Exposed! How to encourage #behaviourchange when changing the default is a step too far
You might have noticed that England and Wales are taking different approaches to increasing organ donation rates. They’re both addressing the problem that the UK’s ‘opt-in’ system gives a much lower rate of donation than ‘opt-out’ systems in some other countries. You can guess which nations in the chart below use which approach! The difference in outcomes is stark.
In terms of behavioural effects, this is all about defaults. And the plan in Wales is to use this insight to change the default to presumed consent. In England, a different approach – just as legitimate – has been chosen: relying on Exposure Effect, rather than Default Effect. So, when you apply for a driving license, you will have to choose between being on the donor register, or not.
There won’t be a ‘don’t know’ option, which strengthens the effect, and we are sure to see donor rates increase.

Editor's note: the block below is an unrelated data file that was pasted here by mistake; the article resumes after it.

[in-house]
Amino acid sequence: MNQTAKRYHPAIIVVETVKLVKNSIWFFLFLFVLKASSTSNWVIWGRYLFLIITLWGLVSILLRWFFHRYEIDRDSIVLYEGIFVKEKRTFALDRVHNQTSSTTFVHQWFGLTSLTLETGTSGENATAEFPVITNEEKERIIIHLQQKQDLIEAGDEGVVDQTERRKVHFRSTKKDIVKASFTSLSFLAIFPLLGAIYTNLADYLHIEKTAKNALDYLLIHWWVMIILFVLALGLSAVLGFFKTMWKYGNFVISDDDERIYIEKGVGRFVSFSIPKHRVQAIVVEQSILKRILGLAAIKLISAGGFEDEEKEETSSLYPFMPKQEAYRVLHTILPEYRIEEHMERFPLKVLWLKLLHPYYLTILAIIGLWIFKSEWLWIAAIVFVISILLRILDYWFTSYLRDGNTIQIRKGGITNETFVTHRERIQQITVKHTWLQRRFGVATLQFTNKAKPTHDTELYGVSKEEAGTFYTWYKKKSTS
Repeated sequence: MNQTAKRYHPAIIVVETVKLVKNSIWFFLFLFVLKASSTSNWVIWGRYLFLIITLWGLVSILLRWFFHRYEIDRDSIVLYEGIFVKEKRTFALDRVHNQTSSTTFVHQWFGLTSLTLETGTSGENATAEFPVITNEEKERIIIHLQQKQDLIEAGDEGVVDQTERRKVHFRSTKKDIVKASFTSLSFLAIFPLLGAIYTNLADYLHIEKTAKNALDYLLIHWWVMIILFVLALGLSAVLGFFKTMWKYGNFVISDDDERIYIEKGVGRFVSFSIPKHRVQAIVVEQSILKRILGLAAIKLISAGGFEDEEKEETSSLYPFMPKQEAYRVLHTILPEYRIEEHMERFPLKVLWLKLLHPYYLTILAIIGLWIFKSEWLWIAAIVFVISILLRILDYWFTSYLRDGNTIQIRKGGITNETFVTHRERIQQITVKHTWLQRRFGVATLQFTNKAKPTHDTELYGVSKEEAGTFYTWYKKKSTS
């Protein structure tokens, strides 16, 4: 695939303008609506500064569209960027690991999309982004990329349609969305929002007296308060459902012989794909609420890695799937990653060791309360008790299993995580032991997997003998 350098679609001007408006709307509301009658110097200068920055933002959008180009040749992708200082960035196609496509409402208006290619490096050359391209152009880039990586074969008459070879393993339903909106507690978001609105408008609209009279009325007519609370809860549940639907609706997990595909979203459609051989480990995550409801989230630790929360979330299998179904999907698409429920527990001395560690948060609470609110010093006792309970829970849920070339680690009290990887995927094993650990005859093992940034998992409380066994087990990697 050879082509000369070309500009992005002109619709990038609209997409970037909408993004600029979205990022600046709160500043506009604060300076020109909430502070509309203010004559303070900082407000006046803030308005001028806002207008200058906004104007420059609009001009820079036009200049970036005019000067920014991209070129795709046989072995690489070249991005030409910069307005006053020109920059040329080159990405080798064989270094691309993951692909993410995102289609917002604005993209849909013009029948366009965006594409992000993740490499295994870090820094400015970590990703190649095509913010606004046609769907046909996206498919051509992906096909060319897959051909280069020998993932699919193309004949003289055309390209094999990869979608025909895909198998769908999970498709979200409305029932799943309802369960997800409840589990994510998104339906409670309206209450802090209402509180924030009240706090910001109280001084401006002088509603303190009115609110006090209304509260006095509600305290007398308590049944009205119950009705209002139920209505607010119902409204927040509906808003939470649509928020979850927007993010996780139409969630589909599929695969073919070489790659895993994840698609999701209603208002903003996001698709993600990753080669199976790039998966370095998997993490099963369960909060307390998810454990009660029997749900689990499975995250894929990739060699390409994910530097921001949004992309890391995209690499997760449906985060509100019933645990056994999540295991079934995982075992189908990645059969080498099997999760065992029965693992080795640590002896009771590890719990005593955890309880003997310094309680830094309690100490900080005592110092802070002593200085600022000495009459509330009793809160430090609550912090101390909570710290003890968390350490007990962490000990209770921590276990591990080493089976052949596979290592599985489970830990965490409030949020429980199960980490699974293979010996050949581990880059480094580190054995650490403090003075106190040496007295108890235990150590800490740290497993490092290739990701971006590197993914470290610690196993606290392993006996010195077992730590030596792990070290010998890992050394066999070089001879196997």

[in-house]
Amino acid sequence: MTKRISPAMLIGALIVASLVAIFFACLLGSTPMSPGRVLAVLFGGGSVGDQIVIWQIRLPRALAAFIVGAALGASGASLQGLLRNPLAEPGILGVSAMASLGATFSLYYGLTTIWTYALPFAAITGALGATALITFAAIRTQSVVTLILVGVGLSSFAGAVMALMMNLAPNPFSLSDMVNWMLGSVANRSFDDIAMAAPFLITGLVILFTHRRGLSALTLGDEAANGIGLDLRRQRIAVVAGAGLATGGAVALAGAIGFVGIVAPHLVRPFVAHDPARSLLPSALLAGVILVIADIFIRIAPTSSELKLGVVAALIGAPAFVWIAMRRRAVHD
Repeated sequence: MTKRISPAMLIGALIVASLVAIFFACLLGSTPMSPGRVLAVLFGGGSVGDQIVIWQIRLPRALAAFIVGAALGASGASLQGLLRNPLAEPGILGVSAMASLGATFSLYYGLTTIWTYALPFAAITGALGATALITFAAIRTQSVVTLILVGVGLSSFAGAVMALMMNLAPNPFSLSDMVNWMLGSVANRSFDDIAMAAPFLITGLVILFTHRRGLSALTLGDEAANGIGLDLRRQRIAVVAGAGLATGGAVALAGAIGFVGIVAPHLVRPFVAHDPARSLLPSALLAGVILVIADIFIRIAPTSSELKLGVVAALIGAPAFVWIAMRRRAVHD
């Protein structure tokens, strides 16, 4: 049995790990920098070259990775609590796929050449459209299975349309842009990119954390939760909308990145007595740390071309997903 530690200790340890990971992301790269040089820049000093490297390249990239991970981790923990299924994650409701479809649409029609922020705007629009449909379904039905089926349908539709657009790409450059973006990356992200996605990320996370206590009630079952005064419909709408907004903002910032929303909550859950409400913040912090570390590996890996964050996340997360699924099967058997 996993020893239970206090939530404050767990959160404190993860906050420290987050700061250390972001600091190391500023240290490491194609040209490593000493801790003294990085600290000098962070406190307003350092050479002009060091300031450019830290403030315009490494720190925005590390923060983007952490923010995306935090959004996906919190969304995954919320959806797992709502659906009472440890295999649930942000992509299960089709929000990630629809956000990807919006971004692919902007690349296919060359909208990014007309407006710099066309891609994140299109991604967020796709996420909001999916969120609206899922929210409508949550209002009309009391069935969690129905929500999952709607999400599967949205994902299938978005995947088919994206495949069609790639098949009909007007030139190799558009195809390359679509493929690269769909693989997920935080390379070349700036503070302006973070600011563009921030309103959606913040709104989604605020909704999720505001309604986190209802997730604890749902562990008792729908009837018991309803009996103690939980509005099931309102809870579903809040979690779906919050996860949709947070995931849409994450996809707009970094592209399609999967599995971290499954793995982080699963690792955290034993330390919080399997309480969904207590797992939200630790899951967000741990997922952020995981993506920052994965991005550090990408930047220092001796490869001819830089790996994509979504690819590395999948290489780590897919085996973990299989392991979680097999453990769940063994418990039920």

So I was pleased to be reminded (by@alex_north) that Boots is helping the drive to improve rates, by asking people if they want to be added to the register when they apply for a store loyalty card. I’ve clipped their web page on this (right). Again, this is about employing Exposure Effect.
My reason for posting this is simply to flag up how straightforward it can be to use behavioural effects. It doesn’t require masses of academic input; it just requires a bit of literacy about behavioural effects.
Speaking of which, good to see Boots adding the clip below, using Emotional Engagement to encourage people to ‘do the right thing’.